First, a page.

The Microsoft Push Notification Service in Windows Phone offers third party developers a resilient, dedicated, and persistent channel to send information and updates to a Windows Phone application from their web sites (web services).
In the past, a mobile application would need to frequently poll its corresponding web service to know if there are any pending notifications. While effective, polling results in the device radio being frequently turned on, impacting battery life in a negative way. By using push notifications instead of polling, a web service can notify an application of important updates on an as-needed basis.
When a web service has information to send to an application, it sends a push notification to the Push Notification Service, which in turn routes the push notification to the application. Depending on the format of the push notification and the payload attached to it, the information is delivered as raw data to the application, the application's tile is visually updated, or a toast notification is displayed. The application can then contact the web service using its own protocol, if needed.
The Push Notification Service sends a response code to your web service after a push notification is sent. However, the Push Notification Service does not provide an end-to-end confirmation that your push notification was delivered from your web service to your application. For more information, see Push Notification Service Response Codes for Windows Phone
This lab covers the push notification and also introduces the usage of http services in Silverlight. During this lab you will create server side logic needed to send messages through Push Notification Service. You will create a simple Windows Phone 7 application which serves as a client to receive such notifications. The client application will receive weather updates. The server side business application (simple WPF application) will send weather alerts to registered client applications through Push Notification Services. Once client Windows Phone 7 application will receive such alert it will display received information.
Note, the server side Weather application uses the WindowsPhone.Recipes.Push.Messasges.dll which encapsulate all the logic and functionality for sending and receiving responses from Microsoft Push Notification Services.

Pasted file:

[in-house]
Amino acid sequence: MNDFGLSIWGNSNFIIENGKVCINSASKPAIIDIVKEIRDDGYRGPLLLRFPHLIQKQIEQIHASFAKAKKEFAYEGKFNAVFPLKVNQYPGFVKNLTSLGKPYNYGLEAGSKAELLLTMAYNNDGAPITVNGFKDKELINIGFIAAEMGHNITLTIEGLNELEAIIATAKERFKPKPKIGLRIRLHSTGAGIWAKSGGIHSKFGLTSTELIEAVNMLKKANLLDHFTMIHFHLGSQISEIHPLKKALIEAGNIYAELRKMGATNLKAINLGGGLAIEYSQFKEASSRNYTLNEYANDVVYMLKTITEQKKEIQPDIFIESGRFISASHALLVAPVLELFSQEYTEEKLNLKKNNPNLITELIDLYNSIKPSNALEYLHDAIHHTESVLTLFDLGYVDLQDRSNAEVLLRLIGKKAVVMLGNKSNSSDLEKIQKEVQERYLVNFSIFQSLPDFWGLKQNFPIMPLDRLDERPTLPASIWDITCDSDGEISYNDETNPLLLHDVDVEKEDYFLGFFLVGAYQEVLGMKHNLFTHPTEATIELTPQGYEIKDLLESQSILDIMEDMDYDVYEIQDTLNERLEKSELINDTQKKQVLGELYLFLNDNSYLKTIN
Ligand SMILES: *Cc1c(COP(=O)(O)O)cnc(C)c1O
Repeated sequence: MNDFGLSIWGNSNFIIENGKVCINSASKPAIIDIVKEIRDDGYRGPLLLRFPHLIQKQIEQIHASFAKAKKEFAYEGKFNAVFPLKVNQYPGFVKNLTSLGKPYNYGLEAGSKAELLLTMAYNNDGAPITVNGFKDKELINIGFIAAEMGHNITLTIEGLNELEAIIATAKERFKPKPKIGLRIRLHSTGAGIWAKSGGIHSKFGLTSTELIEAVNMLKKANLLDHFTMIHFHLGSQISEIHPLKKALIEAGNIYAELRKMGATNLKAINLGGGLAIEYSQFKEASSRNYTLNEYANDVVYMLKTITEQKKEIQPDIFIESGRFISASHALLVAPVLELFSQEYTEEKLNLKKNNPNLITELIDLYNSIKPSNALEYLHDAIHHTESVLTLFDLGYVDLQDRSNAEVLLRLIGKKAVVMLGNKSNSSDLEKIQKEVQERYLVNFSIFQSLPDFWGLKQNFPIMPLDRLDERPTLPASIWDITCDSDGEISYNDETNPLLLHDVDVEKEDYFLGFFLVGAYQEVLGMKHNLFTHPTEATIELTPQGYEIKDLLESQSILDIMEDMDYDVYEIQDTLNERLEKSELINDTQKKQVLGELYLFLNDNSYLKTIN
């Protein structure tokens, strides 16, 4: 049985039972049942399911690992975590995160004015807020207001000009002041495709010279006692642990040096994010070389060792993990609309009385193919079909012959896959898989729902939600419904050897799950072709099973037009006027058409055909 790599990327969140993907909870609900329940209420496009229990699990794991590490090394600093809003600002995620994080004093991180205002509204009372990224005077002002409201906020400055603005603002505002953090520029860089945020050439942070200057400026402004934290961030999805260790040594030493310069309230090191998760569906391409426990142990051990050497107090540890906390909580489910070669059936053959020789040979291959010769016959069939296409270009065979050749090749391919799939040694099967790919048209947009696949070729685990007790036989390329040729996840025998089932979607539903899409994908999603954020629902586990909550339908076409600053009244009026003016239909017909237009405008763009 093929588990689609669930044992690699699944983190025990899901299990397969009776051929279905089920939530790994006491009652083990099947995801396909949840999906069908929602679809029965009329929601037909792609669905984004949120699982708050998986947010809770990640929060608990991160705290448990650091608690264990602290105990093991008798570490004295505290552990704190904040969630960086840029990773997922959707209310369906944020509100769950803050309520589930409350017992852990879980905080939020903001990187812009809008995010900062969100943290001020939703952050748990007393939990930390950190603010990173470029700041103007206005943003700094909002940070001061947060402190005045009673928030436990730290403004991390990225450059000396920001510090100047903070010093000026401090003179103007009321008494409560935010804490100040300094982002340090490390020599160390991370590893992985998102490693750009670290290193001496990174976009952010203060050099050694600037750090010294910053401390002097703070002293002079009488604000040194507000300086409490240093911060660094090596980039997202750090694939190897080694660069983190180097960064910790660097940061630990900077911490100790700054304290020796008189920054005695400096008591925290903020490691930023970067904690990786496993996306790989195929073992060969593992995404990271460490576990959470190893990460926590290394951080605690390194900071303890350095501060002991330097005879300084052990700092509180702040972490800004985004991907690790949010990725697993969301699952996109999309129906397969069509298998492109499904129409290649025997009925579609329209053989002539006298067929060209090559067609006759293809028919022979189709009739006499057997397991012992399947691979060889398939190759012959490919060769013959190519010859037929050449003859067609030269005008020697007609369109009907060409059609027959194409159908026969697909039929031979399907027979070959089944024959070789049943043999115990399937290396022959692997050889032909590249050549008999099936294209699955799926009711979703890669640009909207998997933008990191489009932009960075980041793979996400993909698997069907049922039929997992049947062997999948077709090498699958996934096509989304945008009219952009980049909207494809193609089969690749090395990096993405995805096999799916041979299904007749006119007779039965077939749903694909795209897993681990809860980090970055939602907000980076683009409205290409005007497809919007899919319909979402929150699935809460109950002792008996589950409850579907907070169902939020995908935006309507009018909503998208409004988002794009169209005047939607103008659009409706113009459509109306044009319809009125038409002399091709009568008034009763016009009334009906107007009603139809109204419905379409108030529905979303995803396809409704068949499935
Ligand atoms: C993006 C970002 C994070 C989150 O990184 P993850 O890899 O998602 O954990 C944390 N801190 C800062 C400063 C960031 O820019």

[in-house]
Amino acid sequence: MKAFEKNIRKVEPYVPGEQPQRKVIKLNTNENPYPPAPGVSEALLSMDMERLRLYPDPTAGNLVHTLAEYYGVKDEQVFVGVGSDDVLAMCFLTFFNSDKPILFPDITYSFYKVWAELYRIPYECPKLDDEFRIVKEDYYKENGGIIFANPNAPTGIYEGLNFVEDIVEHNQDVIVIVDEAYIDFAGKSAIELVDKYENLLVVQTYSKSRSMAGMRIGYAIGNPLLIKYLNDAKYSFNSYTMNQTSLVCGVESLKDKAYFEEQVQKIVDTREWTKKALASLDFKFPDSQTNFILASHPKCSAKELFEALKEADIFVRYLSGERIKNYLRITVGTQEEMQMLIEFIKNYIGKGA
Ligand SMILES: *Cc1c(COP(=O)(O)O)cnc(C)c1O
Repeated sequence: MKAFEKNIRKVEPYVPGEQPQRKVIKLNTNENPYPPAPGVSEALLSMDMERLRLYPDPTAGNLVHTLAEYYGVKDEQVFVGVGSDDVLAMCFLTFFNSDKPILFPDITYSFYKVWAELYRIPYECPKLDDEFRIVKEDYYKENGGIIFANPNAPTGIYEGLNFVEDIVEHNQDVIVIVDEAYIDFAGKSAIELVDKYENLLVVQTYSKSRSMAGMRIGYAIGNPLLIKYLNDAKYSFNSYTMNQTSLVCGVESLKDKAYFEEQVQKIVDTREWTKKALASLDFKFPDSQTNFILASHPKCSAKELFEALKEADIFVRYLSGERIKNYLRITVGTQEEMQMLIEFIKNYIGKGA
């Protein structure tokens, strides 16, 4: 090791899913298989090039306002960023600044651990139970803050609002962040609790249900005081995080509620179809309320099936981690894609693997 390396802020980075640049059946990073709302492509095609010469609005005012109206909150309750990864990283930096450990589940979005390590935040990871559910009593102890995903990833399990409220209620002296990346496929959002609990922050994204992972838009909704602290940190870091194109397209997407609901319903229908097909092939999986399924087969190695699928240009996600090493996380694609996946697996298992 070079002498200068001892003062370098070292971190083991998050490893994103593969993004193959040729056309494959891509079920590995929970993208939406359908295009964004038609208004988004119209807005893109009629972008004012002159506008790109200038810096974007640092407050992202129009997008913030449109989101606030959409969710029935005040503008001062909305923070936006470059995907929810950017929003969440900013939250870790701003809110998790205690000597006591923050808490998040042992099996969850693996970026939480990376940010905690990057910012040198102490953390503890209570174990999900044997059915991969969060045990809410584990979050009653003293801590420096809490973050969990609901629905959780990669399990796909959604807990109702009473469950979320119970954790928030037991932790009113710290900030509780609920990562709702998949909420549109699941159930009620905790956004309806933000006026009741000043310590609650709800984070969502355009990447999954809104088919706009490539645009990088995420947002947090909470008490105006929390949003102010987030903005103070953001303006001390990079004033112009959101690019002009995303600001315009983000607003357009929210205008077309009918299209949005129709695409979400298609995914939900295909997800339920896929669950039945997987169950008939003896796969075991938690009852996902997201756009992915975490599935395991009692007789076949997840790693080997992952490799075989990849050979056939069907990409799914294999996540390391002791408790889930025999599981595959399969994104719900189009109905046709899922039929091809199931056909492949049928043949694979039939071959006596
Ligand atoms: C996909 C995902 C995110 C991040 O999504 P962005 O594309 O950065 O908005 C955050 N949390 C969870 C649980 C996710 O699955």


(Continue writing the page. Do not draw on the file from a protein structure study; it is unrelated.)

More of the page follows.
At the end of the lab you will:
The following is required to complete this hands-on lab:
For convenience, much of the code used in this hands-on lab is available as Visual Studio code snippets. To install the code snippets:
Using the Code Snippets
With code snippets, you have all the code you need at your fingertips. The lab document will tell you exactly when you can use them. For example,
Using Visual Studio code snippets to insert code into your project
To add this code snippet in Visual Studio, you simply place the cursor where you would like the code to be inserted, start typing the snippet name (without spaces or hyphens), watch as IntelliSense picks up the snippet name, and then press the Tab key twice when the snippet you want is selected. The code will be inserted at the cursor location.
Start typing the snippet name
Press Tab to select the highlighted snippet
Press Tab again to expand the snippet
To insert a code snippet using the mouse rather than the keyboard, right-click where you want to insert the code snippet, select Insert Snippet followed by My Code Snippets and then pick the relevant snippet from the list.
To learn more about Visual Studio IntelliSense Code Snippets, including how to create your own, see http://msdn.microsoft.com/en-us/library/ms165392.aspx.
This hands-on lab comprises the following exercises:
Estimated time to complete this lab: 90 minutes.